I immediately drove my flock up near the house and went in and told the family of having shot at a lion. Mother was greatly worried for fear the lion would get me instead of a goat or sheep. Uncle Robert came over to our place that afternoon, and when he was told of what I had seen advised me to keep a dog with me all the time while out herding, as he said a lion would never come near where a dog was. Uncle had been in this country since 1851, and had been riding in the hills and mountains after stock all that time, so he was quite familiar with the habits of the wild animals of this part of the world. I went on as usual, herding the sheep and goats, and never saw the lion again. In fact, for the next thirty years I rode over the hills and mountains of this country after stock and have never seen another lion in its wild state. However, only a year or so after I saw this fellow, two lions were poisoned by a man who lived about five or six miles southwest of our place.


This man had settled on a very brushy ranch with the idea of engaging in the bee business. He built a small cabin in a little piece of cleared ground that was surrounded by brushy hills on all sides. He had two fine mares with young colts. These colts were sired by a very fine horse and the owner valued them very highly. He went out to feed his mares one morning and one of the colts was missing. After hunting all about the place and not finding it, he concluded that it had either been stolen by someone who knew of its fine breeding, or else that it had followed someone’s team off, as the county road passed near his cabin. I think it was the second morning after he found the first colt missing that the other colt was also gone. He then noticed a mark on the ground leading away from where the mares were tied and going out into the tall brush. He followed this trail and soon found not only the last colt that was missing, but the remains of the first one, too. The remains of both colts were covered with sticks and leaves when he found them. He then knew that some wild animal had killed and dragged them out there. Without disturbing the leaves and sticks that covered them any more than he could possibly avoid doing, he cut slits in the flesh and put in a liberal amount of strychnine. The next morning he went out to the spot and found two mountain lions lying dead, with their paws resting on one of the dead colts. In later years we lost a number of colts by their being killed by lions while we had our horses up in the mountains between Fallbrook and Temecula. In fact, the lions killed every colt there was in the herd. One of the mares, who was the mother of one of the colts that was killed, also had some deep scratches on her, that she evidently got while trying to defend the colt. The man whom we had in charge of the horses, borrowed some hounds of a man who lived at Temecula and brought them to his camp, fully expecting to tree the lion. The hounds, however, were not trained to hunt such big game, and utterly refused to follow their track. In fact, he said the poor dogs were so frightened when he put them on the tracks where he had seen the lion but a few minutes before that they would do nothing but tuck their tails between their legs and howl. So he took them back to their owner in disgust.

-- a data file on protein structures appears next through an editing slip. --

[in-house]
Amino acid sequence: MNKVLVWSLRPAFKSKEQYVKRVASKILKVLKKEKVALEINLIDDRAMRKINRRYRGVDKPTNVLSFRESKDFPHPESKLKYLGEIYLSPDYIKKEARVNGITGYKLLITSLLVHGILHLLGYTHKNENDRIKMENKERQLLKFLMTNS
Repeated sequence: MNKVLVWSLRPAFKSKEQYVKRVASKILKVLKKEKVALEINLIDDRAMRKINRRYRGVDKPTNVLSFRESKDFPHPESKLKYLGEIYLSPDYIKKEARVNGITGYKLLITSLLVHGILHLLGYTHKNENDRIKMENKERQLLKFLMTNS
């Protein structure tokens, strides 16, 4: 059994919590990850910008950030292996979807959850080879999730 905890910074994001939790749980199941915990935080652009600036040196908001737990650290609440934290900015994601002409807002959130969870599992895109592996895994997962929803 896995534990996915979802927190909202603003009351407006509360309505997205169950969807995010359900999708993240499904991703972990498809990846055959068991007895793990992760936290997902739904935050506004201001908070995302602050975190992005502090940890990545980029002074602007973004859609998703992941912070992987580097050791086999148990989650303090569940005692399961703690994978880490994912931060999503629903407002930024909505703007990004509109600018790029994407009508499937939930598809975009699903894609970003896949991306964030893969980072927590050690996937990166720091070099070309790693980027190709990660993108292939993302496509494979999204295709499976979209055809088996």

The mountain lion evidently does practically all his traveling and hunting by night, and for that reason people very rarely get to see him.


The wildcat or bobcat is another animal that sheep raisers have to reckon with. I remember very well indeed how my father used to count the sheep, and especially the lambs, every morning, as they came out of the corral. It was in the early springtime when the lambs were nice and fat. He would say, “Johnnie, there is a lamb missing. You must be more watchful. The coyotes are getting them.” That day I watched the herd very closely and saw no sign of coyotes. The herd always runs when a coyote comes near, and the bell jingling would tell me at once that something was wrong. But nothing of that kind had occurred, I was sure. That evening Father counted the lambs, and there was another one missing. He was sure, then, that I must be neglecting my job. But I assured him I was not. This went on for several days. I had not been carrying a gun for some time as sheep with lambs require a good deal of extra care, and sometimes I had to carry home one or two young lambs, so the gun was much in my way on such occasions. My little dog Leach was getting old, and did not feel able to follow me much of the time.